The content of vitreous carbon in the bearing material according to the present invention is preferably between 50 and 95% by weight, more preferably between 50 and 90% by weight, and still more preferably between 60 and 80% by weight, but the most preferable content is approximately 70% by weight.
In a preferred embodiment, the vitreous carbon in the bearing material is characterized in a spherical powder shape.
Further, the vitreous carbon preferably possesses the mean grain size of up to 30 μm.
In another embodiment of the present invention, the bearing material further contains, a surfactant and/or coupling agent.
Still further, the bearing material of the present invention may contain a lubricant in addition to said surfactant and/or coupling agent.
A silicone base surfactant as the surfactant to be used In the present invention is preferably.
In order to achieve the above objects the plastic bearing according to the present invention comprises a plastic layer molded integrally with the inner periphery of a holder and made of the bearing material containing 30-98% of vitreous carbon and 70 to 2% of a plastics by weight, with the inner periphery of said plastic layer acting as the sliding face to a rotary shaft.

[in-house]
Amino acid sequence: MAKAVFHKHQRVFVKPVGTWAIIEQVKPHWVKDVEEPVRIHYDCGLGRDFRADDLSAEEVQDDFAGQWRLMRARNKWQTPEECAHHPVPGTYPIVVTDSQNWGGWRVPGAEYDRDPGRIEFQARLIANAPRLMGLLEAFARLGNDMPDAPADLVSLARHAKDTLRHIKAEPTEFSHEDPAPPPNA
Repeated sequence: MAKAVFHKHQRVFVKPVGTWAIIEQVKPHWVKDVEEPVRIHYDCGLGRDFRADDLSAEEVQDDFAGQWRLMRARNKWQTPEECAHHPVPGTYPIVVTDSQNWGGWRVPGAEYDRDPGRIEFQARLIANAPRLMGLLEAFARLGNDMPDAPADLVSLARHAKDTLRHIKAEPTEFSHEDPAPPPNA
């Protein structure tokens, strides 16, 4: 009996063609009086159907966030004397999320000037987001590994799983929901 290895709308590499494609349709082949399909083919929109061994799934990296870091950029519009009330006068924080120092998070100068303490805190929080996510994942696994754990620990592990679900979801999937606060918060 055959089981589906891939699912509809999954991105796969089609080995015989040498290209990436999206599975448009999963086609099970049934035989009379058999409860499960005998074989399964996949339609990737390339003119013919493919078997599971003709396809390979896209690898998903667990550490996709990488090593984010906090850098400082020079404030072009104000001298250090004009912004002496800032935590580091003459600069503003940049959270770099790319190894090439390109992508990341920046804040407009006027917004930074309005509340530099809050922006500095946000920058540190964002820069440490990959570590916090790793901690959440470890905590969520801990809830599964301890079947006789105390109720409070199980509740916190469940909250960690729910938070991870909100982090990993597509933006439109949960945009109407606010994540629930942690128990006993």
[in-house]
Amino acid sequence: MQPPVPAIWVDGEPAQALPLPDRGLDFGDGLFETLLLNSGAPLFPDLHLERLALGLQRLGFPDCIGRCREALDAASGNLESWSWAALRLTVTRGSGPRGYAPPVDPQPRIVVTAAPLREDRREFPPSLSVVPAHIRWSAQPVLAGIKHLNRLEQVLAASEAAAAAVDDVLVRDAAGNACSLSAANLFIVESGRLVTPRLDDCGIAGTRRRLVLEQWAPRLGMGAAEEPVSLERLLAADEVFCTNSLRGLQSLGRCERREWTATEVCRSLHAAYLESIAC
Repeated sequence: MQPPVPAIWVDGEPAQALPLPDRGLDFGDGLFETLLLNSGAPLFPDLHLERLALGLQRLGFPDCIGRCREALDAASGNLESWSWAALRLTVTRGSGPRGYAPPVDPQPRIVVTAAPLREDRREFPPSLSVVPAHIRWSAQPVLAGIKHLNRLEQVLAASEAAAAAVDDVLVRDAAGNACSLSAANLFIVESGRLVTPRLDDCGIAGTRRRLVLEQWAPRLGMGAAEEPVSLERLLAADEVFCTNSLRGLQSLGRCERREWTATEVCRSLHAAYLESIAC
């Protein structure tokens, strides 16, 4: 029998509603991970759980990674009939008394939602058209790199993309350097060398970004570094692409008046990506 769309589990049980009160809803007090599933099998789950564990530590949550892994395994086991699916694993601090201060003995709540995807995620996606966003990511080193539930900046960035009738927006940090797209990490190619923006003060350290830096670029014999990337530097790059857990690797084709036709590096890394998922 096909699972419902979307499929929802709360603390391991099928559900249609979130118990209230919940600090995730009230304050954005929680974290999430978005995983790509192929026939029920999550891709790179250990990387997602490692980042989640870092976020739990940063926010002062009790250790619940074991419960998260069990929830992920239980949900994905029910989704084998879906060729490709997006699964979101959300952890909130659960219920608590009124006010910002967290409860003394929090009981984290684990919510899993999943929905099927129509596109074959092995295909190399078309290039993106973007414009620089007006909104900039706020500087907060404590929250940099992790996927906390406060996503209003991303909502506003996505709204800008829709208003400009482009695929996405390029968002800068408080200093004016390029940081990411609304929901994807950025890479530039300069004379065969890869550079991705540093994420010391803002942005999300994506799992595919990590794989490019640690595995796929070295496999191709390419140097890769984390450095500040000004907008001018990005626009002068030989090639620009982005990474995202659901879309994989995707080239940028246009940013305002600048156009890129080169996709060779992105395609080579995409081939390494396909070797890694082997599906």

Vitreous carbon to be used in the present invention means amorphous carbon which may be obtained, for example, by curing and carbonizing at an extremely gradual rate a thermosetting resin such as one of phenol resins and furan resins. There are no limitations as to the vitreous carbons, but conventionally, they are manufactured by the known method such as disclosed in JPA Laid Open Nos. Sho 61-48410. Sho 60-131816, Sho 59-131567, and "Carbon Material Engineering"(Nikkan Kogyo Shimbun, Dec. 23, 1985, pp. 50-54) as a fine powder of spherical or crushed particles of up to 30 μm. There are also no limitations as to the plastic to be used in the present invention. Any known plastics used as the material for bearings may be selected to meet the requirements of the intended application such as motors. For example, in the case of a stepping motor where wear resistance is of a particular importance, one of phenol resins is more preferable.